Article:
Pray Like a Normal Person

1I once heard Jack Hayford say “how can we expect people to pray at home if we don’t expect them to pray at church?” This is a really good question that makes a really good point. If people don’t see and experience heartfelt, genuine, authentic prayer on a Sunday morning, then the odds of them feeling comfortable praying at home, or with their family, are very low.

You may not realize this, but whenever you (or anyone else) pray into a microphone on a Sunday morning, all of the “normal people” in the room are taking notes. Probably not actual notes on a piece of paper, but mental notes. And they don’t even realize they’re doing it. They’re studying how you pray, what you pray most often, how your voice sounds, if you sound like you’re faking it, if you sound like you’re comfortable, etc.

Feel nervous yet? If you don’t, you should. It’s a big responsibility to pray publicly, simply because you are shaping how the people in the pews are going to pray privately.

If I could make one suggestion to worship leaders (myself included) and pastors about praying publicly, it would be this: pray like a normal person.

Yes, make sure you keep in mind which person of the Trinity you’re addressing. Yes, make sure you don’t meander and wander and say “um” or the infamous “Father God” five thousand times. Yes, make sure your prayer makes sense. Pray carefully. But don’t pray robotically.

The normal people in your congregation can tell when, for some reason, you raise your pitch when you pray as if you’re talking to a baby. Or if you get really breathy as if you’re in a library and don’t want to get dirty looks. They can tell when you’re using words you don’t normally use. And all of this not-normalness contributes to them not feeling like they can try it at home.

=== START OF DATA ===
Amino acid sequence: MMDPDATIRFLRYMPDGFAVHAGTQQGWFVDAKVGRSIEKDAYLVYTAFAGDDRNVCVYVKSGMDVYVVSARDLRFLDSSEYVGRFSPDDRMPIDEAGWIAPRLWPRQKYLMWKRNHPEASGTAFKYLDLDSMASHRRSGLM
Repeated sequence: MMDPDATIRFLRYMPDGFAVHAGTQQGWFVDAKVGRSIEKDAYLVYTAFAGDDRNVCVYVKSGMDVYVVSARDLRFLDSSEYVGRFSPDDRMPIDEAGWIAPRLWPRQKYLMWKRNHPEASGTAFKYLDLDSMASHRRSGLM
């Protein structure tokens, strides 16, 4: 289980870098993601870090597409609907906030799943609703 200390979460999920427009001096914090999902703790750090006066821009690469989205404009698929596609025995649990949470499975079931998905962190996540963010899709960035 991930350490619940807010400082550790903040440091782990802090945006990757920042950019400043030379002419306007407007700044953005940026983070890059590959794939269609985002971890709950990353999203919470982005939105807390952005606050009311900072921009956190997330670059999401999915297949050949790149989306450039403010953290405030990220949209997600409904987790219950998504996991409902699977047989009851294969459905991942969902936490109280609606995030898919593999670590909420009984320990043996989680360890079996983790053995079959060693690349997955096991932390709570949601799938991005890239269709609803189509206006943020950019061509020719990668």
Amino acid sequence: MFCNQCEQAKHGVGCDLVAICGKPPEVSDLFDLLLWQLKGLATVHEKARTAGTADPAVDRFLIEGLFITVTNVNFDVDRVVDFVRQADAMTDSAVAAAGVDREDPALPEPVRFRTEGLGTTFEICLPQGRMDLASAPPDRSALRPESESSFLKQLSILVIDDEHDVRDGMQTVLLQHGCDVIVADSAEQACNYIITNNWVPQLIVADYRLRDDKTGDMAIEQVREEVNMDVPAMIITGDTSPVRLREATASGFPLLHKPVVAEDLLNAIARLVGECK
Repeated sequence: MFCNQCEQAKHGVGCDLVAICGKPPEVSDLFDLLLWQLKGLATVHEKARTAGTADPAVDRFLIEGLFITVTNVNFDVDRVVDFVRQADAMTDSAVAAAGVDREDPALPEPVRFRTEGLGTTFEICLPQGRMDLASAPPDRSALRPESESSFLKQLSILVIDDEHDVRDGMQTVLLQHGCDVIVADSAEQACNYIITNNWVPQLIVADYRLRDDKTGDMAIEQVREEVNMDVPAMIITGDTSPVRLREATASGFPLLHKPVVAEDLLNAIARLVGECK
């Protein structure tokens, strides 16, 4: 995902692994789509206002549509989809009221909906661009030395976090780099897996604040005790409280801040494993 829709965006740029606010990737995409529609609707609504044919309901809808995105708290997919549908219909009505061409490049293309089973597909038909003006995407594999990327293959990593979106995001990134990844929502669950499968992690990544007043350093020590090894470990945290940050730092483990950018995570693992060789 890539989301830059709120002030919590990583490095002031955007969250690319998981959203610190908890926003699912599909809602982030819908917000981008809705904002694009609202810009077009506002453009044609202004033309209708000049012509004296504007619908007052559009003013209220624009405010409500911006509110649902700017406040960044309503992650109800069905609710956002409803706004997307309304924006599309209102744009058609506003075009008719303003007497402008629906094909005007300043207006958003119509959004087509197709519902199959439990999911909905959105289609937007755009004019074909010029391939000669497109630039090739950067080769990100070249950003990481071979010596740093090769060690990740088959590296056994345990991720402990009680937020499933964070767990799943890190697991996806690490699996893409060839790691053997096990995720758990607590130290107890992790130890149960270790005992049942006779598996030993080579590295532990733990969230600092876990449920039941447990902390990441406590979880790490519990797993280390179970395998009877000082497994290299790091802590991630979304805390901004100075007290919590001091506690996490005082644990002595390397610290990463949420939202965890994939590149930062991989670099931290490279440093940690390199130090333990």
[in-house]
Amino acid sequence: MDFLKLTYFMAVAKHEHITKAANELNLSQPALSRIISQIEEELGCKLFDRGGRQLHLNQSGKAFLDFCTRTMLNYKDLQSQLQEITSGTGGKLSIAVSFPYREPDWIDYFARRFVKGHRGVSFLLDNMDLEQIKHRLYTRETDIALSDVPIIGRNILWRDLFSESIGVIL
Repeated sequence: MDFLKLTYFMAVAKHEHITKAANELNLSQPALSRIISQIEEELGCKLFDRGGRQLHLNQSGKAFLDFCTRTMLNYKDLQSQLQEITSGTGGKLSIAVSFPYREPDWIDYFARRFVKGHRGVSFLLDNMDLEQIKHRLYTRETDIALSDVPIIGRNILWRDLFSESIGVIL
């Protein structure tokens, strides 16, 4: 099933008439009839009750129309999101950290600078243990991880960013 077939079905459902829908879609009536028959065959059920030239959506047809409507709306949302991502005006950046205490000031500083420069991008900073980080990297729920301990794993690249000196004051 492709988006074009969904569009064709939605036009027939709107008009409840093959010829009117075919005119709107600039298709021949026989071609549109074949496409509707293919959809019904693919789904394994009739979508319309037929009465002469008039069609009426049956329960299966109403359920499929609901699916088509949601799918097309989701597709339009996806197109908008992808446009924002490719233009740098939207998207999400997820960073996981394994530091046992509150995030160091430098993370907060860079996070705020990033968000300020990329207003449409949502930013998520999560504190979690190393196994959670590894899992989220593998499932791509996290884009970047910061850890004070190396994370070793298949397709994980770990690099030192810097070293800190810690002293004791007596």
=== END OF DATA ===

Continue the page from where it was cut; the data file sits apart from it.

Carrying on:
Step one: use your normal voice. Step two: use your normal vocabulary. Step three: don’t think too hard. Just pray, even if it’s a bit messy, just pray from your heart. Step four: keep it short and sweet and to the point. Step five: do not, under any circumstance, assume a faux-British accent.

Model careful, heartfelt, authentic, normal prayer to your congregation. They’re taking notes.

Things to Pray for Before a Service

If you’re anything like me, and if your worship team is anything like mine, sometimes when you gather to pray (and I hope you do) before a service, you can either blank on what to pray or you can tend to pray the same sort of thing. What kinds of things are we supposed to pray for before a service? Here are some ideas:

That your worship team would be unified in the Spirit
All of us have different gifts, but we all belong to the same body (1 Corinthians 12:12-13). Your worship team needs the Spirit’s help to act as one body, not a bunch of individual members.

That Jesus would be made central
John the Baptist said in John 3:30 that “(Jesus) must increase, but I must decrease”. The Psalmist wrote in Psalm 115:1, “Not to us… but to your name give glory…”. These are our prayers, and we need the Holy Spirit to help us decrease and to help Jesus to increase (John 16:14).

That God’s word would be preached faithfully
The “sword of the Spirit” mentioned in Ephesians 6:17 isn’t a synthesizer pad or a cool transition. The sword of the Spirit is the word of God. We should be praying that God’s word is preached boldly and faithfully, and that what we do supports it.

That people would sing from their hearts
In Matthew 15:8 Jesus lamented the people who honored him with their lips but whose hearts were far from him. One of our jobs is to help prevent lip-service to Jesus. We need the Holy Spirit for this, since he is the only one who can search our hearts (Romans 8:27).

That you would lead with Spirit-inspired excellence
If I wanted to, I could play an excellent guitar solo. But it wouldn’t do any good. Excellence on its own is useless. Excellence for the purpose of God’s glory and the congregation’s edification is commanded (Psalm 33:3). We need God’s help to discern the difference between being impressive for the sake of impressing, or excellent for the sake of serving.